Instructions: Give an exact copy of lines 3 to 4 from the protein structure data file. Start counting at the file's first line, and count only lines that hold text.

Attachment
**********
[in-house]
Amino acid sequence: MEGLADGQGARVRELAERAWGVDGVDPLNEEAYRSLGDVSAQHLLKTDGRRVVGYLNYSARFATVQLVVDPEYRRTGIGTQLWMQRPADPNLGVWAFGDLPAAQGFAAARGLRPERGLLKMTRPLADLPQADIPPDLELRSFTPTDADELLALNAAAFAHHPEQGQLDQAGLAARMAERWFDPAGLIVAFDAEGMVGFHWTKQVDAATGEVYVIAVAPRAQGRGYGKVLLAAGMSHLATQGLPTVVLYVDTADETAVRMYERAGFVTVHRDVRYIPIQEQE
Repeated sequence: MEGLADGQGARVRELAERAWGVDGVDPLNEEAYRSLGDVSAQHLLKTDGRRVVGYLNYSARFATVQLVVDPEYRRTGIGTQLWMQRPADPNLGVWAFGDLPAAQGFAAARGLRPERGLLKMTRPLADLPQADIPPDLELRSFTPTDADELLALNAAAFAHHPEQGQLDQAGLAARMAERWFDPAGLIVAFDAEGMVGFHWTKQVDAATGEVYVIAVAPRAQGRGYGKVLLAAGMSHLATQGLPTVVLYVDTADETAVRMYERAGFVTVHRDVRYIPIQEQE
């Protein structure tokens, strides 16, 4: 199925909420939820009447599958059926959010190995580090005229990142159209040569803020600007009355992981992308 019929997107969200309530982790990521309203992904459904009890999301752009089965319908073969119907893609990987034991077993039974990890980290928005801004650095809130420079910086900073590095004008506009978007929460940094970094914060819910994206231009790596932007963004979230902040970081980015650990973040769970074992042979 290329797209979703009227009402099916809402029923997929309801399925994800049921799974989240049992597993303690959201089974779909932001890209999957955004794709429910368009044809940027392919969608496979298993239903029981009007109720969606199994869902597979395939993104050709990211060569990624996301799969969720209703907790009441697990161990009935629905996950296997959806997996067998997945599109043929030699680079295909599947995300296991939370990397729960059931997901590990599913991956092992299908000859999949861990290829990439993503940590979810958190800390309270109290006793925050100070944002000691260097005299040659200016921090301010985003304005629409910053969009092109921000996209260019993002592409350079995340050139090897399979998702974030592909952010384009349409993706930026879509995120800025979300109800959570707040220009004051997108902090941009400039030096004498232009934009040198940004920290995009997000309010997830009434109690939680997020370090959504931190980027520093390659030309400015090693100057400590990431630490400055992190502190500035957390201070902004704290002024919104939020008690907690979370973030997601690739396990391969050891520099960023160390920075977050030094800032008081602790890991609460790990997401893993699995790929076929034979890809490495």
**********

Repeated sequence: MEGLADGQGARVRELAERAWGVDGVDPLNEEAYRSLGDVSAQHLLKTDGRRVVGYLNYSARFATVQLVVDPEYRRTGIGTQLWMQRPADPNLGVWAFGDLPAAQGFAAARGLRPERGLLKMTRPLADLPQADIPPDLELRSFTPTDADELLALNAAAFAHHPEQGQLDQAGLAARMAERWFDPAGLIVAFDAEGMVGFHWTKQVDAATGEVYVIAVAPRAQGRGYGKVLLAAGMSHLATQGLPTVVLYVDTADETAVRMYERAGFVTVHRDVRYIPIQEQE
């Protein structure tokens, strides 16, 4: 199925909420939820009447599958059926959010190995580090005229990142159209040569803020600007009355992981992308 019929997107969200309530982790990521309203992904459904009890999301752009089965319908073969119907893609990987034991077993039974990890980290928005801004650095809130420079910086900073590095004008506009978007929460940094970094914060819910994206231009790596932007963004979230902040970081980015650990973040769970074992042979 290329797209979703009227009402099916809402029923997929309801399925994800049921799974989240049992597993303690959201089974779909932001890209999957955004794709429910368009044809940027392919969608496979298993239903029981009007109720969606199994869902597979395939993104050709990211060569990624996301799969969720209703907790009441697990161990009935629905996950296997959806997996067998997945599109043929030699680079295909599947995300296991939370990397729960059931997901590990599913991956092992299908000859999949861990290829990439993503940590979810958190800390309270109290006793925050100070944002000691260097005299040659200016921090301010985003304005629409910053969009092109921000996209260019993002592409350079995340050139090897399979998702974030592909952010384009349409993706930026879509995120800025979300109800959570707040220009004051997108902090941009400039030096004498232009934009040198940004920290995009997000309010997830009434109690939680997020370090959504931190980027520093390659030309400015090693100057400590990431630490400055992190502190500035957390201070902004704290002024919104939020008690907690979370973030997601690739396990391969050891520099960023160390920075977050030094800032008081602790890991609460790990997401893993699995790929076929034979890809490495």